Just last week, former New Democracy leader and ex-parliament speaker Evangelos Meimarakis lunched with Bank of Greece Governor Yannis Stournaras, and recalled the battles they had waged to keep the Greek economy on track.
Despite his urgent warnings not to veer away from the bailout reform programme, Stournaras says that he is almost certain that Greece will exit the crisis, that there is an unhindered upward trend in the economy, and that it is necessary for the government to serve out its four-year term in office so as not to threaten that upward course with political uncertainties.
Those in the know are aware that former prime minister Kostas Karamanlis shares the same views.
He believes that the Greek crisis has lasted so many years because the political parties could not attain a minimal level of mutual understanding in order to agree to a common line on how to manage it.
Though many criticise him for not taking the necessary measures to avert the crisis, Karamanlis’ supporters note that he had tried unsuccessfully to reach a consensus position with then Pasok leader and later prime minister George Papandreou, and that the latter refused.
It is to this firm belief of Karamanlis in the need for national consensus, and to his perceived sympathy for the prime minister, that many attribute the rumoured back-channel contacts of the Karamanlis camp with Prime Minister Alexis Tsipras.
They say that Karamanlis believes that Tsipras succeeded in key areas where he himself had failed, such as in clashing with corrupt interests.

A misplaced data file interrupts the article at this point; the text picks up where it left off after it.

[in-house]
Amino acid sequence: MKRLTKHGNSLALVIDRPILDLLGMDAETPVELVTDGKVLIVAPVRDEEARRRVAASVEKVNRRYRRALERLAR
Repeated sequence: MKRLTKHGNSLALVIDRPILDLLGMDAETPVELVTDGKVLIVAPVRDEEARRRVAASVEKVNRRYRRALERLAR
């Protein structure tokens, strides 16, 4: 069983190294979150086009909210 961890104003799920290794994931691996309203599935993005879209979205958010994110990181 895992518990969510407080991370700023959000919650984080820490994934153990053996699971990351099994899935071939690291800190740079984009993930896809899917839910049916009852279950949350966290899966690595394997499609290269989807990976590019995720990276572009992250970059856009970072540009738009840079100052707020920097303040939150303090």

They also discern a cooperation between Tsipras and Karamanlis in the PM’s nomination of President Prokopis Pavlopoulos for the state’s highest office, and in the appointment of a former Karamanlis minister, Dimitris Papangelopoulos, as alternate justice minister.
Many say that President Pavlopoulos also has become an entirely informal back-channel of communication between the current and former prime ministers.
Distance from Mitsotakis
Karamanlis appears to be keeping his distance from New Democracy leader Kyriakos Mitsotakis’ bellicose stance towards the government. Karamanlis’ supporters appear sympathetic to the social policies and other choices of Tsipras, and they are concerned about New Democracy’s perceived difficulty in communicating with society. They are also wary of the conservative party’s early lead in opinion polls.
New Democracy MPs in Karamanlis’ camp reportedly feel alienated from Mitsotakis, as the former PM remains for them an iconic hero, and they look forward to the moment when he will return to unite the country and save the day, as his uncle, the late president Constantine Karamanlis, did immediately after the fall of the Greek junta, in July, 1974.
Karamanlis himself is said to be opposed to early elections, at least not before May, 2019, when general elections could be combined with European Parliament elections, as that would interrupt at a crucial juncture Greece’s path towards exiting the crisis.
That would allow time for the government to succeed in a deal to restructure the Greek debt and facilitate a successful return to the markets. That also appears to be the view of the country’s major economic players.
Karamanlis’ interlocutors say that he expects a Mitsotakis victory in the next elections by four or five percentage points, which might lead to all-party national salvation government, naturally without the neo-fascist Golden Dawn.
If that happens, according to those near him, Karamanlis apparently would be prepared to lead, once again.